I have no doubt you can imagine our feelings. Rusty was not happy one bit. He turned his back on the intruder and growled if he got too close. The little dog was sweet as can be and totally overjoyed with a wagging tail. What to do? We don’t want two dogs in our small space but if Rusty finds a dog he wants to bring along we would certainly do it for him but this guy got on his nerves. He was very patient but he was obviously massively stressed. We made our way to our planned campground with no clue what to do. One thing was certain: he wasn’t going back on the street.
We found our camp spot in the bushes near the beach and after giving the dogs a treat and a drink we went for a walk. We met an American couple walking their dog and we asked if there was a local rescue. To our Ana EMD by they said ask at the Marina office. Theresa woman who takes strays. Huh? Can it be?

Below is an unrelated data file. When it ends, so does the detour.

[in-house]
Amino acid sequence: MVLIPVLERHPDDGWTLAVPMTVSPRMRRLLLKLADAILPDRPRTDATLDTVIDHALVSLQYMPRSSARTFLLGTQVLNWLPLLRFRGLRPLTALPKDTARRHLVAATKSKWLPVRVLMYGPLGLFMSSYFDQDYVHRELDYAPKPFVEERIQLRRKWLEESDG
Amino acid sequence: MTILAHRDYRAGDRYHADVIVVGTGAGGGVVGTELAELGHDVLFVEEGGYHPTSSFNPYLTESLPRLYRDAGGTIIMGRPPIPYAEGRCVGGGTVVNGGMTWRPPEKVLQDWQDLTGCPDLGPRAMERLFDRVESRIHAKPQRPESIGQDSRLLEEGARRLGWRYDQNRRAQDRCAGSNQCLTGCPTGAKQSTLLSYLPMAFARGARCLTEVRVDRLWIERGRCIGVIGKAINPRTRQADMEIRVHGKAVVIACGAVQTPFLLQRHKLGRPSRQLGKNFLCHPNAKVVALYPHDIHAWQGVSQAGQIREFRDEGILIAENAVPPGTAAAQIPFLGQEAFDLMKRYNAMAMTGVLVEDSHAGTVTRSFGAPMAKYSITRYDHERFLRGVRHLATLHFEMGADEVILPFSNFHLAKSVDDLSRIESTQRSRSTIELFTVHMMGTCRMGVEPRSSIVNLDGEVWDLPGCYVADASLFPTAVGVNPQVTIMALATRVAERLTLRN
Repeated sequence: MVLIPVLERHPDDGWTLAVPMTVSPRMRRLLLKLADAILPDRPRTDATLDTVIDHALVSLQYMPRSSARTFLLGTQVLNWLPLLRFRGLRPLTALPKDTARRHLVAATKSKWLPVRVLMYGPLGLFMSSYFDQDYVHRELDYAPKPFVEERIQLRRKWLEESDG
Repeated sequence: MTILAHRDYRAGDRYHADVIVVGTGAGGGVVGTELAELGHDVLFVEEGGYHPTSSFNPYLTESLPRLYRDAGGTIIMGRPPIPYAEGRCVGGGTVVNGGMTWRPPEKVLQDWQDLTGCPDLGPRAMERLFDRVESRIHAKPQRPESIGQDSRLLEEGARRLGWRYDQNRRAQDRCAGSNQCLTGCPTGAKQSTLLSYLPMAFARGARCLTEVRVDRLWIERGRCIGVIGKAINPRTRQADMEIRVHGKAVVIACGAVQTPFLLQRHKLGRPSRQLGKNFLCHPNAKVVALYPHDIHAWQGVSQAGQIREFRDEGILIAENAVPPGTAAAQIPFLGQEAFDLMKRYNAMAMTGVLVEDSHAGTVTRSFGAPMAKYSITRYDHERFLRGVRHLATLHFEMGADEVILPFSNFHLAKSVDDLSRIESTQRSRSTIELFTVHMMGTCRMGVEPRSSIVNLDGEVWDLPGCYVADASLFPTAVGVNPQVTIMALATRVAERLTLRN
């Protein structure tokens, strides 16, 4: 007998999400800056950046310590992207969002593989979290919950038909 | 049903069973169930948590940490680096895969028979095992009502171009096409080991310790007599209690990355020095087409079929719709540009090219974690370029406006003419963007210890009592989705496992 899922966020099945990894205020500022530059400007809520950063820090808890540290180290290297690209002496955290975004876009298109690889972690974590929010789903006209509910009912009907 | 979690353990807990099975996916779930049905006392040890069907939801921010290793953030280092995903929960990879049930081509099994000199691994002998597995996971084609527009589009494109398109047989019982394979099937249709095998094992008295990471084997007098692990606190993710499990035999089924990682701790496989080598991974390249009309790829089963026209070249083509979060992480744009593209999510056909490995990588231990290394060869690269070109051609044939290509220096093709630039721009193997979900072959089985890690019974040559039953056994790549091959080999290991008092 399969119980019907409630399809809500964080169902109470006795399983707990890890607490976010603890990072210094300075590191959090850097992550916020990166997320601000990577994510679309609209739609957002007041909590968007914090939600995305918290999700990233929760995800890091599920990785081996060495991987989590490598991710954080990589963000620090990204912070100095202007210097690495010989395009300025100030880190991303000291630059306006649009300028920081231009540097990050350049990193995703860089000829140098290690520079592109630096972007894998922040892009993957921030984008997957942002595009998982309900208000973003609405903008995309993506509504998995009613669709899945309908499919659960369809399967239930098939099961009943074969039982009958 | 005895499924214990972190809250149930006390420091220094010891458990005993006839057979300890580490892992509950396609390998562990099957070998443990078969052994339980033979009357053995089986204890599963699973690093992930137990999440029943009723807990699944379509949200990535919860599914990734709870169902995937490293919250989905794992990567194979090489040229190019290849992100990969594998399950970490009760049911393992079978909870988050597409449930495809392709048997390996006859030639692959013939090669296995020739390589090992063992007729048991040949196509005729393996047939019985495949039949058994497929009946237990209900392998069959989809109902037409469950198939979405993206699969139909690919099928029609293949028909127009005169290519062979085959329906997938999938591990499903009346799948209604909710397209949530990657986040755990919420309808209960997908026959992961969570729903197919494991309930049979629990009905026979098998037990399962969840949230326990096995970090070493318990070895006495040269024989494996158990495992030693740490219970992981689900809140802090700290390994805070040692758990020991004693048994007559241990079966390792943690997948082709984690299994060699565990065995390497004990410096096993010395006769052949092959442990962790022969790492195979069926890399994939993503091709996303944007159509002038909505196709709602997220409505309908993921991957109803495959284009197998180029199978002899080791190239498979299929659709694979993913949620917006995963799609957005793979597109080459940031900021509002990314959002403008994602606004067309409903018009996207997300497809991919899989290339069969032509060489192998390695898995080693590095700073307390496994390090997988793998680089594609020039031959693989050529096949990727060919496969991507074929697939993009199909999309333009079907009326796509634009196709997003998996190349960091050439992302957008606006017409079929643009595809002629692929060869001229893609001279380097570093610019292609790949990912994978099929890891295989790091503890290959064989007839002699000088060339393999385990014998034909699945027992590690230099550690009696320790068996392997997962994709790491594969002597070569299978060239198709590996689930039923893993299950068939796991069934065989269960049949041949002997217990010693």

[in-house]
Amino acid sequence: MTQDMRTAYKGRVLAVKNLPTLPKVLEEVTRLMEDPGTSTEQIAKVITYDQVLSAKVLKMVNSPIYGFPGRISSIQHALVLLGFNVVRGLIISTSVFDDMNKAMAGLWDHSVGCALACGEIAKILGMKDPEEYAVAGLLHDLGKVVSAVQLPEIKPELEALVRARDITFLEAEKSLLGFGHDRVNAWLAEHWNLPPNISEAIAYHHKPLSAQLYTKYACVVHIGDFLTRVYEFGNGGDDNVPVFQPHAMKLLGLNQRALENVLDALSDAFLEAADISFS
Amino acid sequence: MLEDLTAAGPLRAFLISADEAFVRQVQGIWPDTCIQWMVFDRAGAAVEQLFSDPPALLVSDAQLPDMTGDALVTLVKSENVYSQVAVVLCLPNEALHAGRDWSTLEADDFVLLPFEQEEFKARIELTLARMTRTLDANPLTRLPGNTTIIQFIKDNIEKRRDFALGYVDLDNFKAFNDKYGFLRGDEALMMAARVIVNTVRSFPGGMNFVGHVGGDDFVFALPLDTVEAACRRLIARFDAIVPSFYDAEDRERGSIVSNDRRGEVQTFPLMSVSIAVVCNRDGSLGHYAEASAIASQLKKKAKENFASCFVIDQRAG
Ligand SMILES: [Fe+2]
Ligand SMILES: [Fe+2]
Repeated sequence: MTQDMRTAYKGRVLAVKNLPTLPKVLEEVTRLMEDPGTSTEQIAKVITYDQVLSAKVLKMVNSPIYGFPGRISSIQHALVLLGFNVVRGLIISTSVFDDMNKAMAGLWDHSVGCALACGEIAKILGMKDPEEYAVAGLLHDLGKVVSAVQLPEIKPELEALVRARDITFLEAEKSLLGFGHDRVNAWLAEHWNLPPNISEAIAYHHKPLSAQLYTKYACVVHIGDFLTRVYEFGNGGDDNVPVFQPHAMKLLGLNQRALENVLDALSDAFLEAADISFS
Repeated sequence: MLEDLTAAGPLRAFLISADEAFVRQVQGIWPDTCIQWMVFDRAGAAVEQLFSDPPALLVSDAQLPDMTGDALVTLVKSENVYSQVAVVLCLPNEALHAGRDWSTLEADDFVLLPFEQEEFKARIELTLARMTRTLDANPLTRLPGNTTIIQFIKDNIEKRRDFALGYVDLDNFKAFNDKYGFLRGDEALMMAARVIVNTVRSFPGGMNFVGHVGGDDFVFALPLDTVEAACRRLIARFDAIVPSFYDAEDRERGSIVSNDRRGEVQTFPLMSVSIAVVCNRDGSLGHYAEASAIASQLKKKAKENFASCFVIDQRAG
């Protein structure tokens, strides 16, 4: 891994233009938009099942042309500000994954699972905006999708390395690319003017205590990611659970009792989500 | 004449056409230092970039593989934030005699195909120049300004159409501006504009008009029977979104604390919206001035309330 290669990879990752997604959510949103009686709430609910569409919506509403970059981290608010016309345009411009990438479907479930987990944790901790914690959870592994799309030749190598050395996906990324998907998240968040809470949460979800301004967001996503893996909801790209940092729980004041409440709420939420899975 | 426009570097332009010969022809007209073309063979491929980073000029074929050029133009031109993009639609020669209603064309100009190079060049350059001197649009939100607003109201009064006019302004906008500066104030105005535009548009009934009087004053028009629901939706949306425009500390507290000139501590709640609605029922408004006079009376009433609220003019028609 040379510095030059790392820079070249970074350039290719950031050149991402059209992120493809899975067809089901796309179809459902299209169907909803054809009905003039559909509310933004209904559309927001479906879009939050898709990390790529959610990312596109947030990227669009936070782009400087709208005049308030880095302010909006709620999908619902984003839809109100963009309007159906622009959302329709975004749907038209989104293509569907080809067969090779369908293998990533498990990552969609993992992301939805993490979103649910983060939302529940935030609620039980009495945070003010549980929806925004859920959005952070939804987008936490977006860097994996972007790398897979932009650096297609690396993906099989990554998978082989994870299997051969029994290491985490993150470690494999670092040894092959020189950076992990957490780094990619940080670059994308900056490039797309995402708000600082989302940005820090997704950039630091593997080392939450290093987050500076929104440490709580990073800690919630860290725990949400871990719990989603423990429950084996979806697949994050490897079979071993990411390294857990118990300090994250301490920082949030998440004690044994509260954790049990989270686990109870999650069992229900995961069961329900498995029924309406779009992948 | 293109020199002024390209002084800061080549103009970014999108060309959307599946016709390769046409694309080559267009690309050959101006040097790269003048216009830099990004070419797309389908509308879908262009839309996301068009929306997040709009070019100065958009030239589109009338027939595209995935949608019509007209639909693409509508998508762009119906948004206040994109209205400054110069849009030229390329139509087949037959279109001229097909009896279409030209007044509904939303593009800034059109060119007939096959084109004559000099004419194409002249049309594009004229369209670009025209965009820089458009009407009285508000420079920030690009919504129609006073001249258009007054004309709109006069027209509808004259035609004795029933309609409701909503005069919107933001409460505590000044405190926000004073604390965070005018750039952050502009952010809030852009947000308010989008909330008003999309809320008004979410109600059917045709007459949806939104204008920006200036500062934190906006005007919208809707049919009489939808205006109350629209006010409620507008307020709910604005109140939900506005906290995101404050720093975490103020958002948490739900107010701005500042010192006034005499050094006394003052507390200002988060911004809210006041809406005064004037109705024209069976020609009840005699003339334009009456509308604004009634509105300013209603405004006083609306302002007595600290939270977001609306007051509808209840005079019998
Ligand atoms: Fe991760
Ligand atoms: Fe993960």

Well to make a long story short Marty Parra a vet in nearby Empalme has a shelter and she sent us her address by WhatsApp (!) and we drove forty minutes to her shelter. It isn’t like an American dog jail but the little tykes run loose in different compounds and it reminded me more of daycare. We handed him over with lumps in our throats. Rusty sat grumpily outside the van refusing to look at us. Marty smiled at his attitude. “Enojado!” ( annoyed) she laughed. The little black dog got into a group and ran off barking happily and playing and forgot us in an instant. We are left holding hands feeling ill.